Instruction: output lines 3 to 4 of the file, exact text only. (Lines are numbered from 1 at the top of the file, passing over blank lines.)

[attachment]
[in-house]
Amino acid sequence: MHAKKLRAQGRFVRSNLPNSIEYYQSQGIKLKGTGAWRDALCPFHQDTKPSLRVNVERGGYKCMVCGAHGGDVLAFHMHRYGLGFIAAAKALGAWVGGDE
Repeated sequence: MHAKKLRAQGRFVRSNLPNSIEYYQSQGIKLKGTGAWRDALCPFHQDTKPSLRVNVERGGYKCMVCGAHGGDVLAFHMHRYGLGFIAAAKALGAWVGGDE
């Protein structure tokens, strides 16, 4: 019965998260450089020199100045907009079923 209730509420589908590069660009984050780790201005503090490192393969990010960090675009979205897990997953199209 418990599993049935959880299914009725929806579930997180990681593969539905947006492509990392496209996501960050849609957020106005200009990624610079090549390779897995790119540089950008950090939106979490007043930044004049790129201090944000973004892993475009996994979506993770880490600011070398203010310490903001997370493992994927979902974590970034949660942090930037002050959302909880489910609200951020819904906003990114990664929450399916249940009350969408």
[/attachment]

Repeated sequence: MHAKKLRAQGRFVRSNLPNSIEYYQSQGIKLKGTGAWRDALCPFHQDTKPSLRVNVERGGYKCMVCGAHGGDVLAFHMHRYGLGFIAAAKALGAWVGGDE
């Protein structure tokens, strides 16, 4: 019965998260450089020199100045907009079923 209730509420589908590069660009984050780790201005503090490192393969990010960090675009979205897990997953199209 418990599993049935959880299914009725929806579930997180990681593969539905947006492509990392496209996501960050849609957020106005200009990624610079090549390779897995790119540089950008950090939106979490007043930044004049790129201090944000973004892993475009996994979506993770880490600011070398203010310490903001997370493992994927979902974590970034949660942090930037002050959302909880489910609200951020819904906003990114990664929450399916249940009350969408």